TABLE OF CONTENTS

PRINT Summer 2009

EDITOR’S LETTER

VALUE SYSTEMS

AT ISSUE IN SO MANY SYSTEMIC DILEMMAS facing the United States today—whether in banking, health care, or energy infrastructure—is a fundamental economic question: How can one generate new sources of value and wealth? Our ability to skirt the long shadow of global warming, for instance, would seem inextricably linked to a broad transformation of industry—so that one kind of mass employment, revolving around the production of gas guzzlers, say, might give way to another, revolving around the production of electric, solar, and wind power and technology. From a certain perspective, to say as much is merely to restate conventional economic wisdom, whereby developments and design solutions that triumph on capitalism’s playing field of innovation are by and large amply rewarded; even the fact that value is a question not only of answering but also of creating demand is the stuff of Economics 101. Yet the reorientation of profit now being contemplated is perhaps on such a grand, infrastructural scale as to suggest another logic entirely. There is value, in other words, and then there are values—wherein the organization of the system is wrapped up not only in matters of supply and demand but also in the very substance of identity, both social and individual.

Wind turbine on display at the European Wind Energy Conference & Exhibition, Marseille, France, March 16, 2009. Photo: Jean-Paul Pelissier/Reuters.

While such “big” discussions might initially seem at a far remove from the immediate questions of art, a closer examination reveals them to be anything but. Indeed, if there is a single thread running through the current issue of Artforum, it pertains to the ways in which formulations of value deeply inflect different artistic practices—and, more pertinently, the ways in which even tactical attempts to subvert value often end up having the opposite effect, in turn forcing a more abstract consideration of the real tasks, or values, for contemporary art and criticism alike.

In his piece praising the work of Ryan Trecartin, for example, scholar and critic Wayne Koestenbaum, all too aware of the dynamics likely to attend the rise of any sophisticated new artist, concludes on a foreboding note: “Trecartin’s tales, like any shape-shifter’s, will need to keep floating evasively through the meshes of the market, if his flipped-out personae and hacked situations want to preserve their organlessness and their concentrated delirium.” The comment obtains a kind of historical depth and perspective when considered alongside another observation made some thirty years ago by Richard Serra in a video appropriated by artist Seth Price: “Economic facility actually inhibits work from growing the way it could grow,” Serra says. “Most of our young artists get ripped off at a very early age, because they get stuck knocking out the same products.” Yet the pairing of these two remarks today also raises the question of whether the “same products” could ever be, in fact, a shape-shifting thing—and whether, moreover, making an effort to elude the market is sometimes precisely to engage it, since to deviate from already accepted values might be to create another, perhaps even keener desire. After all, one could say it was difference—or a similarity in difference, a kind of shape-shifting in art—that got Trecartin noticed in the first place.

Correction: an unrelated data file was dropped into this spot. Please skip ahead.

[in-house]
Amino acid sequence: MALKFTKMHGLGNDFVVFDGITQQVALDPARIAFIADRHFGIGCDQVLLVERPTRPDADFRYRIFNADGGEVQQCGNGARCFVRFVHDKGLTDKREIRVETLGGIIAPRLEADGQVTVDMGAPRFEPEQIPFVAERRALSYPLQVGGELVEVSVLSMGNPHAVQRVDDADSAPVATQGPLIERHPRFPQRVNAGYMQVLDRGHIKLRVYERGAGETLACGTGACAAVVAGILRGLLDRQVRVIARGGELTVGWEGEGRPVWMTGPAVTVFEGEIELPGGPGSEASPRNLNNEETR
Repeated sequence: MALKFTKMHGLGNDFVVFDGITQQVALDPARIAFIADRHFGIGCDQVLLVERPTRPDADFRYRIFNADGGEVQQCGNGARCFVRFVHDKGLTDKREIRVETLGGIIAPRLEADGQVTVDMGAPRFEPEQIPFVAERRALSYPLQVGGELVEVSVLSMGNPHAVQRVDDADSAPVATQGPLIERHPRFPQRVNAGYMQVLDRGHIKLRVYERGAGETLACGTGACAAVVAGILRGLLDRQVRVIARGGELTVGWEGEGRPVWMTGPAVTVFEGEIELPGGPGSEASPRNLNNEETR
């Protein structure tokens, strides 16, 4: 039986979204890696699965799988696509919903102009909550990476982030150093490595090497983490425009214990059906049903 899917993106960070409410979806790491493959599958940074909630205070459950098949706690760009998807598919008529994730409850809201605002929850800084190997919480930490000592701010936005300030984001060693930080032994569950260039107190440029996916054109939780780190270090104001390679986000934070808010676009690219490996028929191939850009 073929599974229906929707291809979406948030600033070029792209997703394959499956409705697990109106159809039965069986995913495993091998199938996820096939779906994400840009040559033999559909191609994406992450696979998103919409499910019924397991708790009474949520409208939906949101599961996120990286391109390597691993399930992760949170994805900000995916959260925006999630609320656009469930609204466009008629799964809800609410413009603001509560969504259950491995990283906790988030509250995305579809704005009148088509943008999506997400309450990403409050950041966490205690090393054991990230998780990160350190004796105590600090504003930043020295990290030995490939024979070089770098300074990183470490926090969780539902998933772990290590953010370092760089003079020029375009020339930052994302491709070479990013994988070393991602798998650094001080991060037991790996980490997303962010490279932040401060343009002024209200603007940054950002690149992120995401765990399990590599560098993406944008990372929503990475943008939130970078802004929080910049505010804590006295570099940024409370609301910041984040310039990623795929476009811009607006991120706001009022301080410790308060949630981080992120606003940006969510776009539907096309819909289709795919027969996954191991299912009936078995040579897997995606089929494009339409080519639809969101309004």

More than a year ago in these pages, artist Joe Scanlan penned a text arguing that creative types like Lawrence Weiner, by virtue of their conceptual innovations, had created markets for themselves that had not previously existed—and that such invention was, in fact, a critique of the market, but only by virtue of “making commodities in forms that it did not yet know how to evaluate.” In each instance, however, there is a subsequent question to be asked: For how long? If a new market is to exist at all, there has to be some hint or trail for those who would evaluate it to follow and, over time, a kind of gamesmanship allowing them to stay close at heel. Evasion, in this scenario, is in the end a matter of sustaining the state of play. And in the current issue, perhaps most remarkable is the degree to which the artists discussed at greatest length—Trecartin and Price—emulate these operations and even offer hyperarticulations of such logic in individual works. Not coincidentally, Scanlan observed that such artistic practices must have a homeopathic dimension to them, and Price, for his part, proposes something similar in his essay “Dispersion.” “New strategies are needed to keep up with commercial distribution, decentralization, and dispersion,” he asserts there. “You must fight something in order to understand it.” Or, to recast the sentiment just slightly, you must, paradoxically, come to resemble something in order to keep it at bay.

What makes both artists’ practices worth considering, then, is that they readily give a sense of the stakes for the subject inside the system—the person who must negotiate and navigate these larger conditions even while bearing their imprint. At what point is such an artistic endeavor mere gamesmanship? When is the artistic activity a symptom, and when is it a solution? And for that matter, when are the critic, the gallerist, the collector, and the curator merely playing their given roles, needing some “evasion” on the part of artists in order to have a raison d’être? Such systemic dilemmas in art—which possesses a whole intellectual and financial economy of its own—find a canny counterpoint among those of society at large, prompting us to wonder what analogous transformation in artistic conception might be wanted in turn.